Unlikely. Dealing with the DB is really the job of the model. Helpers
are only for presentation formatting.

Best,

By "avoid supplementing the database end of things", I mean I want to
avoid adding more tables or databases to the database engine,
inserting an additional database layer.

Yes, I'm currently intending to "munge" the unorganized fields into a
string, and deal with the parsing/processing at another stage. yes,
it's inefficient, but it's a relatively small amount of processing,
and hopefully it will get me to where I need to be within a short
amount of time, which is a factor in this situation.

By "not preserving record integrity", I mean that I am not updating
any of these records, it's read-only. I want to pull the data and
generate reports, both for screen and CSV stream.

Yes, most of the processing would be in the Model, not the Controller,
but since the model is not a good representation of the existing
database schema, there's going to be some fudging going on. The
question is whether it's worth bothering to model the final data
output at all.

I know that helpers are for presentation formatting, which is why I
specified that the helper process would be for the "screen".

Thanks.

Again: please quote when replying!

jrq wrote:

By "avoid supplementing the database end of things", I mean I want to
avoid adding more tables or databases to the database engine,
inserting an additional database layer.

But that's the right way to do it if you can't just get rid of the EAV
schema. There is no benefit to avoiding DB objects just for the sake of
avoiding DB objects.

Yes, I'm currently intending to "munge" the unorganized fields into a
string, and deal with the parsing/processing at another stage. yes,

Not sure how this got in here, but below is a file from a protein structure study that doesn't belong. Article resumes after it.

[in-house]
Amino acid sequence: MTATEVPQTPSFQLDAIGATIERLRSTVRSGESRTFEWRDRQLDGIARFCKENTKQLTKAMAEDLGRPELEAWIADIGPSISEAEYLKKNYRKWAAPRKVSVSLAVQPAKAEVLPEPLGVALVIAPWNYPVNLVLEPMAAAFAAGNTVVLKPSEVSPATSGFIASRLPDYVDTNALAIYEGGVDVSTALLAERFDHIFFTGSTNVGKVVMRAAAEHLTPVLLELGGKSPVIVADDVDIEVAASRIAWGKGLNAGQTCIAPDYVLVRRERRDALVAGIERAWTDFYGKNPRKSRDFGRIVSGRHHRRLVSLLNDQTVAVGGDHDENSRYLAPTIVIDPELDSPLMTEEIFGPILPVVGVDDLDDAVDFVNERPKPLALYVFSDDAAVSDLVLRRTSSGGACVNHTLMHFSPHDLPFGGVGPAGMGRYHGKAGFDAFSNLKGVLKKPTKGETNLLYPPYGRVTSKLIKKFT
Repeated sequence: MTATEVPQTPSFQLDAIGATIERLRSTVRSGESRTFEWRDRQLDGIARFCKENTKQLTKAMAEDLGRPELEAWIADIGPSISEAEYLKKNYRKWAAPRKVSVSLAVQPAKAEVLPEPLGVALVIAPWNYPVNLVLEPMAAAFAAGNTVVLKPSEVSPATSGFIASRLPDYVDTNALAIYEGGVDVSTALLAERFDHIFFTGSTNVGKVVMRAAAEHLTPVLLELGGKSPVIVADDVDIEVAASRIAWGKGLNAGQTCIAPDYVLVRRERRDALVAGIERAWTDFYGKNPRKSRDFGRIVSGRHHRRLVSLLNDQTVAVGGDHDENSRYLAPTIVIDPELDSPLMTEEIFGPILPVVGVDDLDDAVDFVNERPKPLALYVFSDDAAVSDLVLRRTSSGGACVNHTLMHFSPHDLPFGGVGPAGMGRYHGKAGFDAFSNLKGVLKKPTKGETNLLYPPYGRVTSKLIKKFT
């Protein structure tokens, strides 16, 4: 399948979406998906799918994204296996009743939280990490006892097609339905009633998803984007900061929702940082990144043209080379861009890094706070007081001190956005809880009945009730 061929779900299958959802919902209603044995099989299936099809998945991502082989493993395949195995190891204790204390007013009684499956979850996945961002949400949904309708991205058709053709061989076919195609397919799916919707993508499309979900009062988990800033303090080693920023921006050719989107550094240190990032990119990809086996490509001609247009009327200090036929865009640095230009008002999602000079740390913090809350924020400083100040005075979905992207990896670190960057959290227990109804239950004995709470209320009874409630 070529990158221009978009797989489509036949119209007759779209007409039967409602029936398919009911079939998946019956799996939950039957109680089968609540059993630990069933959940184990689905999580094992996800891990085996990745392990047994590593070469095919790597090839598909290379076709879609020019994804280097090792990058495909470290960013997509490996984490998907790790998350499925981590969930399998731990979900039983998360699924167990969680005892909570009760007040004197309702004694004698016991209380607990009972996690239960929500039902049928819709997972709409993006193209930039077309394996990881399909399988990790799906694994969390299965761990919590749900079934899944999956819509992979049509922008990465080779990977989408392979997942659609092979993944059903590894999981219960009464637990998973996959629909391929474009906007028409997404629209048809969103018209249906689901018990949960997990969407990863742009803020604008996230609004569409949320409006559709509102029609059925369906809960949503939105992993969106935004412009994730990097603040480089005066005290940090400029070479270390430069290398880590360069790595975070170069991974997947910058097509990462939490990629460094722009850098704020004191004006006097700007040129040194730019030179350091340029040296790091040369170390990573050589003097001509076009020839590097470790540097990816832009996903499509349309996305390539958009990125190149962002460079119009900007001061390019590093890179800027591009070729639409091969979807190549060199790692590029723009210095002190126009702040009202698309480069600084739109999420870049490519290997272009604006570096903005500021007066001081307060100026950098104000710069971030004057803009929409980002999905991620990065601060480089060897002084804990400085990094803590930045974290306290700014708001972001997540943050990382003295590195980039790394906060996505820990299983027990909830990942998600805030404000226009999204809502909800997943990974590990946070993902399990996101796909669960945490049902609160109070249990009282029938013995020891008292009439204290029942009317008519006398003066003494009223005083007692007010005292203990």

it's inefficient, but it's a relatively small amount of processing,

It's not just inefficient; it will be inconvenient. Don't do it.

and hopefully it will get me to where I need to be within a short
amount of time, which is a factor in this situation.

No. It will just complicate your life immensely. It may look simpler
now, but once you try to do anything non-trivial, I think you'll find
that it's a lot harder.

By "not preserving record integrity", I mean that I am not updating
any of these records, it's read-only. I want to pull the data and
generate reports, both for screen and CSV stream.

Then do it right and transform the data into a non-EAV representation
once you pull it.

Yes, most of the processing would be in the Model, not the Controller,
but since the model is not a good representation of the existing
database schema, there's going to be some fudging going on.

Then write a model that *is* a good representation of it (perhaps
supplementing or completely ditching ActiveRecord).

The
question is whether it's worth bothering to model the final data
output at all.

Of course it is. That way you can manipulate it more easily than with
string parsing.

I know that helpers are for presentation formatting, which is why I
specified that the helper process would be for the "screen".

Thanks.

Best,

Have you considered using database views? I have never been in this
situation, so take my suggestions with a grain of salt. Here's what I'd
try:

Use database views to map the EAV (non-)schema to sane relational
schema.

You didn't say if you need to insert into that database. If you do, see
if MySQL supports updatable views. If it does, give them a try,
otherwise handle inserts yourself.

If none of this works, consider not using ActiveRecord at all, but
rather something like sequel is a better fit
http://sequel.rubyforge.org/

Michael

Michael Schuerig wrote:

> Yes, I'm currently intending to "munge" the unorganized fields into a
> string, and deal with the parsing/processing at another stage. yes,